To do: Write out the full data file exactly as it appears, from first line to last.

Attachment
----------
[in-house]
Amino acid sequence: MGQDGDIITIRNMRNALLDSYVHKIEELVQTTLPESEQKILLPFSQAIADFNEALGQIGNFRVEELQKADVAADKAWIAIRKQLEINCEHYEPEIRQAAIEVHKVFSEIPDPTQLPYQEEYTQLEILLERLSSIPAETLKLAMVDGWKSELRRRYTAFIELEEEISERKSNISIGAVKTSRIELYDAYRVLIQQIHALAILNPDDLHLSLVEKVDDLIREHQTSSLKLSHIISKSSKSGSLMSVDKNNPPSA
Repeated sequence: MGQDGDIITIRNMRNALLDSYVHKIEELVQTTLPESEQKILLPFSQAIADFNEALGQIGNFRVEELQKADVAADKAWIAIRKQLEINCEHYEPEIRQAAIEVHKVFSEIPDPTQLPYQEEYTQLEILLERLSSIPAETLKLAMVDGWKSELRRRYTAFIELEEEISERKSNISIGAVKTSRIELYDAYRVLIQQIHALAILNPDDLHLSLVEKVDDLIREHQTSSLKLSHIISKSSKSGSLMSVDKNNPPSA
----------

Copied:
[in-house]
Amino acid sequence: MGQDGDIITIRNMRNALLDSYVHKIEELVQTTLPESEQKILLPFSQAIADFNEALGQIGNFRVEELQKADVAADKAWIAIRKQLEINCEHYEPEIRQAAIEVHKVFSEIPDPTQLPYQEEYTQLEILLERLSSIPAETLKLAMVDGWKSELRRRYTAFIELEEEISERKSNISIGAVKTSRIELYDAYRVLIQQIHALAILNPDDLHLSLVEKVDDLIREHQTSSLKLSHIISKSSKSGSLMSVDKNNPPSA
Repeated sequence: MGQDGDIITIRNMRNALLDSYVHKIEELVQTTLPESEQKILLPFSQAIADFNEALGQIGNFRVEELQKADVAADKAWIAIRKQLEINCEHYEPEIRQAAIEVHKVFSEIPDPTQLPYQEEYTQLEILLERLSSIPAETLKLAMVDGWKSELRRRYTAFIELEEEISERKSNISIGAVKTSRIELYDAYRVLIQQIHALAILNPDDLHLSLVEKVDDLIREHQTSSLKLSHIISKSSKSGSLMSVDKNNPPSA